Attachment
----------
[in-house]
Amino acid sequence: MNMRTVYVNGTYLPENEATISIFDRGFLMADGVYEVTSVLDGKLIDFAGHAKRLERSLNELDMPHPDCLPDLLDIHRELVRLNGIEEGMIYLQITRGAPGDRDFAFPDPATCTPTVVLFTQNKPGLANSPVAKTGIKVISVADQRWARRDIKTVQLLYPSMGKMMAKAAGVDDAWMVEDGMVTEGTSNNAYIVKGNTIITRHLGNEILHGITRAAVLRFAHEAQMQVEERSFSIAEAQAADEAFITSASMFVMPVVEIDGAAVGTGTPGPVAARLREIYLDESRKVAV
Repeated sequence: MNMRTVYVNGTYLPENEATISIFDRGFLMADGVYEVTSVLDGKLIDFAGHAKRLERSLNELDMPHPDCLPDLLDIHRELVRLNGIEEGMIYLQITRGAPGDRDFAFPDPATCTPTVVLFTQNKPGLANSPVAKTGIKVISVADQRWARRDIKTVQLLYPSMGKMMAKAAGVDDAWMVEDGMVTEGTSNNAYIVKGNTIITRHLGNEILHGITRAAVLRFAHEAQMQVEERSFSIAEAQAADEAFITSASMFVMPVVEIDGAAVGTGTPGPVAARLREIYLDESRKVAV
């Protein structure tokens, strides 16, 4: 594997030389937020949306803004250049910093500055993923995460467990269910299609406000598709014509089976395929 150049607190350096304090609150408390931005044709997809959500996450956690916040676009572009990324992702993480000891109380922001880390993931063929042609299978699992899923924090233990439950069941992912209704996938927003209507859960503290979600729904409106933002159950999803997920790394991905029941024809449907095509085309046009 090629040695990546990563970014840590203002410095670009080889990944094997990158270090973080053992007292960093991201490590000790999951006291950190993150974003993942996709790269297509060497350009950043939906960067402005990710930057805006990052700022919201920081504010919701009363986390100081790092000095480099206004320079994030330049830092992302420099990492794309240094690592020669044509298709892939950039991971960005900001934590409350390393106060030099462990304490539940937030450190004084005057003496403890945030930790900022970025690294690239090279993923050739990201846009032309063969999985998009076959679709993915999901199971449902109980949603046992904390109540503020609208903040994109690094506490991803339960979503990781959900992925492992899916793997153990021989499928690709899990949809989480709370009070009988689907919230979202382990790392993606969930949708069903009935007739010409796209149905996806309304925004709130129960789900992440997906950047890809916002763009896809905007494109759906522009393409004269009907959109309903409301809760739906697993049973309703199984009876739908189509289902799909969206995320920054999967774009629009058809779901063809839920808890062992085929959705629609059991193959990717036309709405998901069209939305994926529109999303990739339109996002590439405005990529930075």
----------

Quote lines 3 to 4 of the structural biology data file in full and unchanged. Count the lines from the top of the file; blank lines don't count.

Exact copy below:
Repeated sequence: MNMRTVYVNGTYLPENEATISIFDRGFLMADGVYEVTSVLDGKLIDFAGHAKRLERSLNELDMPHPDCLPDLLDIHRELVRLNGIEEGMIYLQITRGAPGDRDFAFPDPATCTPTVVLFTQNKPGLANSPVAKTGIKVISVADQRWARRDIKTVQLLYPSMGKMMAKAAGVDDAWMVEDGMVTEGTSNNAYIVKGNTIITRHLGNEILHGITRAAVLRFAHEAQMQVEERSFSIAEAQAADEAFITSASMFVMPVVEIDGAAVGTGTPGPVAARLREIYLDESRKVAV
């Protein structure tokens, strides 16, 4: 594997030389937020949306803004250049910093500055993923995460467990269910299609406000598709014509089976395929 150049607190350096304090609150408390931005044709997809959500996450956690916040676009572009990324992702993480000891109380922001880390993931063929042609299978699992899923924090233990439950069941992912209704996938927003209507859960503290979600729904409106933002159950999803997920790394991905029941024809449907095509085309046009 090629040695990546990563970014840590203002410095670009080889990944094997990158270090973080053992007292960093991201490590000790999951006291950190993150974003993942996709790269297509060497350009950043939906960067402005990710930057805006990052700022919201920081504010919701009363986390100081790092000095480099206004320079994030330049830092992302420099990492794309240094690592020669044509298709892939950039991971960005900001934590409350390393106060030099462990304490539940937030450190004084005057003496403890945030930790900022970025690294690239090279993923050739990201846009032309063969999985998009076959679709993915999901199971449902109980949603046992904390109540503020609208903040994109690094506490991803339960979503990781959900992925492992899916793997153990021989499928690709899990949809989480709370009070009988689907919230979202382990790392993606969930949708069903009935007739010409796209149905996806309304925004709130129960789900992440997906950047890809916002763009896809905007494109759906522009393409004269009907959109309903409301809760739906697993049973309703199984009876739908189509289902799909969206995320920054999967774009629009058809779901063809839920808890062992085929959705629609059991193959990717036309709405998901069209939305994926529109999303990739339109996002590439405005990529930075």